Thus, pregnant women who are malnourished can face a multitude of health risks, including the possibility of developing dietary deficiencies. These deficiencies can have severe consequences for both the mother and her unborn child due to poor fetal development. In addition to affecting the maternal factors, being from a lower socioeconomic background can directly impact a child’s chances of having a healthy start in life. Research suggests that children from lower socioeconomic backgrounds are also more likely to face health disparities throughout their lives [19]. For instance, the prospective BELLA cohort study on the mental health of children and adolescents in Germany found that children with higher educated parents showed fewer mental health problems in a stressful life situation [19]. Maternal factors also play a crucial role in shaping a child’s well-being, and often, women from disadvantaged backgrounds have limited access to quality healthcare services during pregnancy. A lack of adequate prenatal care can lead to various complications for both the mother and the child, increasing the risk of preterm birth, low birthweight, and developmental delays [20]. Moreover, growing up in poverty means limited access to nutritious food options and proper healthcare. Children from lower socioeconomic backgrounds are more likely to live in food deserts or areas where healthy foods like fresh fruits and vegetables are not readily available. To address these socioeconomic issues, it is necessary to have a clear picture of the wealth-related differences in key health indicators such as birthweight. Therefore, in this study, I aim to analyse the prevalence of low birthweight at the national and state levels and explore the association between birthweight and household wealth status. The data were obtained from the National Family Health Survey, which is accessible to all registered users through the DHS program website [21].

2. Methods

2.1. Data Source

Data for this study were obtained from the fifth round of National Family Health Survey (NFHS 2019-21) [22]. The survey utilized a stratified multistage cluster sampling procedure to select a representative sample of households from across India. Firstly, the districts were stratified into urban and rural areas. The rural areas were further divided into smaller groups based on village population and percentage of scheduled castes/tribes. Some villages were selected from each rural group as primary sampling units. The urban areas were also divided into groups based on the percentage of scheduled castes/tribes. Secondly, 22 households were selected from each primary sampling unit using a systematic sampling method. A total of 30,456 primary sampling units were selected from 707 districts, and the survey was completed in 30,198 primary sampling units. In short, the sampling method involved stratifying the population, selecting primary sampling units from each stratum, listing households in each selected unit, and randomly selecting households from these lists. The survey was conducted in two phases between June 2019 and April 2021 by 17 field agencies, and a total of 724,115 women were interviewed, resulting in a response rate of 97%.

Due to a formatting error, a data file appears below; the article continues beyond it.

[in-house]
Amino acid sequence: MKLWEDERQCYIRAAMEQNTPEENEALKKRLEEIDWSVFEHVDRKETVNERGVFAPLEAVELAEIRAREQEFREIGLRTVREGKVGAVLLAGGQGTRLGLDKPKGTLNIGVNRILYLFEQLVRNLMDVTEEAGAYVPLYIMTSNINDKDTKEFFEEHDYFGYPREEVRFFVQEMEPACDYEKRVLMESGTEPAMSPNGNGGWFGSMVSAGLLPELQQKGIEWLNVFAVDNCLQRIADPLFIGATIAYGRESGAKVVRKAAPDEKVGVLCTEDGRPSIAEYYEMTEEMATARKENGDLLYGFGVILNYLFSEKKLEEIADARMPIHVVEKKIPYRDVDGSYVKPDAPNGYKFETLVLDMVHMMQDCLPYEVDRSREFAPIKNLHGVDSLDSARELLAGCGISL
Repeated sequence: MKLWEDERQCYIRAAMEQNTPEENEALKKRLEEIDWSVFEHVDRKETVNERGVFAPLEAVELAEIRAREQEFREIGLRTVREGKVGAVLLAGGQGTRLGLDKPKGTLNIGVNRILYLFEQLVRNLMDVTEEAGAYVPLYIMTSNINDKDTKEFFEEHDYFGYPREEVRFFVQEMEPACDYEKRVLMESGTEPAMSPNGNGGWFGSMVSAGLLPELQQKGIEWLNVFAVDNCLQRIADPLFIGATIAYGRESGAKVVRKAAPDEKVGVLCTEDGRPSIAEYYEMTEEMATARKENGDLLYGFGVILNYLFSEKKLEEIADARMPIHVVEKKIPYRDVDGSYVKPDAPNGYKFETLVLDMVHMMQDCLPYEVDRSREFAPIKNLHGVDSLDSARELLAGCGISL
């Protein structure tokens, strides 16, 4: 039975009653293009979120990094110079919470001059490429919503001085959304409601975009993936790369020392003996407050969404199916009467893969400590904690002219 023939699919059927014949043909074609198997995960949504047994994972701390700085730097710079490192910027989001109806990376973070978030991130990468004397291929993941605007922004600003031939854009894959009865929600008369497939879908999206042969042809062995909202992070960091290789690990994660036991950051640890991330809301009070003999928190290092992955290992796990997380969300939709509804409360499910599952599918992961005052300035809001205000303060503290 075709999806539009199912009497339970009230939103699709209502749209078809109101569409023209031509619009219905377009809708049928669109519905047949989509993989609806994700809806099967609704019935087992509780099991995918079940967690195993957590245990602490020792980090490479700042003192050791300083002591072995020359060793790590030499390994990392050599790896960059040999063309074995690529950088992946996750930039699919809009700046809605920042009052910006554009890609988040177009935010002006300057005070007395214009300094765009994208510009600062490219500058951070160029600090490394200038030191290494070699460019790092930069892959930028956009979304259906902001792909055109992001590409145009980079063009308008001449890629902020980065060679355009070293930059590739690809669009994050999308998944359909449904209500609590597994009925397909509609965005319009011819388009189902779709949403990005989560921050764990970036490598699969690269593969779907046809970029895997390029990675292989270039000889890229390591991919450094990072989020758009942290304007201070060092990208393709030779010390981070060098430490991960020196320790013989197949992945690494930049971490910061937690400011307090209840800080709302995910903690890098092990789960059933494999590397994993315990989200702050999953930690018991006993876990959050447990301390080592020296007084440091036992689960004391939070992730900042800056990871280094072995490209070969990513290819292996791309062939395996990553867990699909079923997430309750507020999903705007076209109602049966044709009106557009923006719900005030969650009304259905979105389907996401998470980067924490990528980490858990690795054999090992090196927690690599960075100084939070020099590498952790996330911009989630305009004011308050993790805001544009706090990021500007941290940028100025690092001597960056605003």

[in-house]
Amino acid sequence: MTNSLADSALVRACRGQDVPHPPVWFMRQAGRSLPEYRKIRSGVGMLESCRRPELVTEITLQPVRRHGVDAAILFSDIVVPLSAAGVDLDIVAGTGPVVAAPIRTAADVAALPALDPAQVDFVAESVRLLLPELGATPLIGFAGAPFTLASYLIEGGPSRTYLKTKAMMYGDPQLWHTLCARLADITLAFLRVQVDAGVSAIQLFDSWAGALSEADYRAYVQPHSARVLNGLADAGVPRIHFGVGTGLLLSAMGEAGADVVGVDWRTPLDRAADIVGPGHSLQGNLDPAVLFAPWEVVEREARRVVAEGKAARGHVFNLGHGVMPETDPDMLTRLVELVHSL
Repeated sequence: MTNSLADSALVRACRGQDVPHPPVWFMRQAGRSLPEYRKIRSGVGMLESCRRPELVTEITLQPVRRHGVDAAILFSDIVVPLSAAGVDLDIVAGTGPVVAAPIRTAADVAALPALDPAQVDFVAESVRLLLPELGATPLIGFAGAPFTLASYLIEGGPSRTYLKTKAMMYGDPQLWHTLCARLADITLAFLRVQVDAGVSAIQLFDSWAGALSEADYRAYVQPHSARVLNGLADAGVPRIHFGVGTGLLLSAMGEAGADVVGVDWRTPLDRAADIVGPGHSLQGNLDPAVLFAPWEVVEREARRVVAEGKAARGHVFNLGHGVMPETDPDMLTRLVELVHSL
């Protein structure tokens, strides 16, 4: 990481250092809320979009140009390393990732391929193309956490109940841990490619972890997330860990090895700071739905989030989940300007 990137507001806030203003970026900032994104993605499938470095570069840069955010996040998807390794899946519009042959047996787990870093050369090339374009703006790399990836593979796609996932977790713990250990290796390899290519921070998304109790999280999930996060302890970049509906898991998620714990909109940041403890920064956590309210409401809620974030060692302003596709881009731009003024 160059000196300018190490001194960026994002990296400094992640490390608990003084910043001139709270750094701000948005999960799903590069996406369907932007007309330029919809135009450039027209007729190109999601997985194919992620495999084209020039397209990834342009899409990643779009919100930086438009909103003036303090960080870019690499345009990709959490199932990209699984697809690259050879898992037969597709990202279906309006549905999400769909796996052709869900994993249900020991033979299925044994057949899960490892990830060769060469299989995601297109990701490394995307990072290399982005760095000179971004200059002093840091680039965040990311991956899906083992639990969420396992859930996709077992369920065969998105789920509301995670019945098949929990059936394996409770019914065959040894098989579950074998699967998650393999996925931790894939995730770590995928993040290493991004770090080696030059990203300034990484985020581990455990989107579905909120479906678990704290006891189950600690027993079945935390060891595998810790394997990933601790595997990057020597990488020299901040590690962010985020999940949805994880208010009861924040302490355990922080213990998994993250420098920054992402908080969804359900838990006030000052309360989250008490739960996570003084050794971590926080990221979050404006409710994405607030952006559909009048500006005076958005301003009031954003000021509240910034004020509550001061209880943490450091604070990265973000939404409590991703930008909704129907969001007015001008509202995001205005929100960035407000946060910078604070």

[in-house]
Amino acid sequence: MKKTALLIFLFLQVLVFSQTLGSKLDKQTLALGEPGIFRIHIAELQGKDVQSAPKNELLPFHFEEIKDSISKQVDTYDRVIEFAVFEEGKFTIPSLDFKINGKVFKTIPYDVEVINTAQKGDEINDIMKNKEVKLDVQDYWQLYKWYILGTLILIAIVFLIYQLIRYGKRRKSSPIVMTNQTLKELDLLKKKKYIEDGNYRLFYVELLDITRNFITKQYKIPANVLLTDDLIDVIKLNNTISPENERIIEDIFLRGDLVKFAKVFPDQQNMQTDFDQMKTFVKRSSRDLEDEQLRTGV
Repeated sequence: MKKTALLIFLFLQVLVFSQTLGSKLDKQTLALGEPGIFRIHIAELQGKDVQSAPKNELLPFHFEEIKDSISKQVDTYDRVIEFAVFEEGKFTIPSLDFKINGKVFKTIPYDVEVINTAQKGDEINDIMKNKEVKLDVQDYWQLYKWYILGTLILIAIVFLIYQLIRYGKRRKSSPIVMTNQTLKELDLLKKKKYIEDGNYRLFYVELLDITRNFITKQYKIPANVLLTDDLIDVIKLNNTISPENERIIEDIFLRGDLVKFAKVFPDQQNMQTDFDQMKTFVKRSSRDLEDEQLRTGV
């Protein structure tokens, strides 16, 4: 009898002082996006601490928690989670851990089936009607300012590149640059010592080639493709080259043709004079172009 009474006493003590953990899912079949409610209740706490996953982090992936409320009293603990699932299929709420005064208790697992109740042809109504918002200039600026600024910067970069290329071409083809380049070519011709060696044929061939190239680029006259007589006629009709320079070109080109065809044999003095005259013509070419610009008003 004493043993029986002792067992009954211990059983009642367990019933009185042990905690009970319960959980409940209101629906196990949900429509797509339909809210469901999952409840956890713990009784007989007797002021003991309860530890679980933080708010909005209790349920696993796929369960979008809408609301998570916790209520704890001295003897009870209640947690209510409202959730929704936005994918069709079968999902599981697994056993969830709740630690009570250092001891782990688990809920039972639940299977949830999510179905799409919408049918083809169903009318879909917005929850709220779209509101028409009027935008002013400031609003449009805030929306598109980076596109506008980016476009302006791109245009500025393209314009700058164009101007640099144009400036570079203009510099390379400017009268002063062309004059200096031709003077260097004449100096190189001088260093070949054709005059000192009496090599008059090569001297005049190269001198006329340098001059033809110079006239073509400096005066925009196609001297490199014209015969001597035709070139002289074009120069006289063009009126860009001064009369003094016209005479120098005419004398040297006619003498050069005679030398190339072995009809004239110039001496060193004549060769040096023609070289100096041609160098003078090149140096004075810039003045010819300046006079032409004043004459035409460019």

2.2. Description of the Study Variables

The outcome variable was birthweight, which was classified as normal and low birthweight. Newborns weighing less than 2500 g at the time of birth are considered low birthweight (LBW) babies, while those who weigh 2500 g or more at the time of birth are considered normal birthweight (NBW) babies. I used the following search strategy to find relevant articles on PubMed that guided the choice of the explanatory variables: (“Low Birth Weight”[Mesh] OR “Infant, Low Birth Weight”[Mesh] OR “Small for Gestational Age”[Mesh]) AND (“Socioeconomic Factors”[Mesh] OR “Social Class”[Mesh] OR “Wealth”[Mesh] OR “Poverty”[Mesh]) AND (“India”[Mesh]). Based on the review of the literature, the following variables were included in the analysis: residency (urban, rural) household wealth index quintile (poorest, poorer, middle richer, richest); ANC visits (inadequate/0–3, adequate/3+); wanting one last child (wanted one then, wanted one later, did not want more); age of women; years of education; total number of children ever born; caste (scheduled caste, scheduled tribe, other backward caste/OBC, none); religion (Hindu, Muslim, Christian, other).
The household wealth index serves as a composite measure of households’ financial situation and living standard, which is measured based on a household’s ownership of durable assets such as televisions and cars [23]. The index is calculated using principal component analysis, which assigns weights to each asset and housing characteristic based on their contribution to the household’s overall wealth. The resulting index is then divided into quintiles, with each household being assigned to one of five categories ranging from the poorest 20% to the richest 20% of the population.

3. Analysis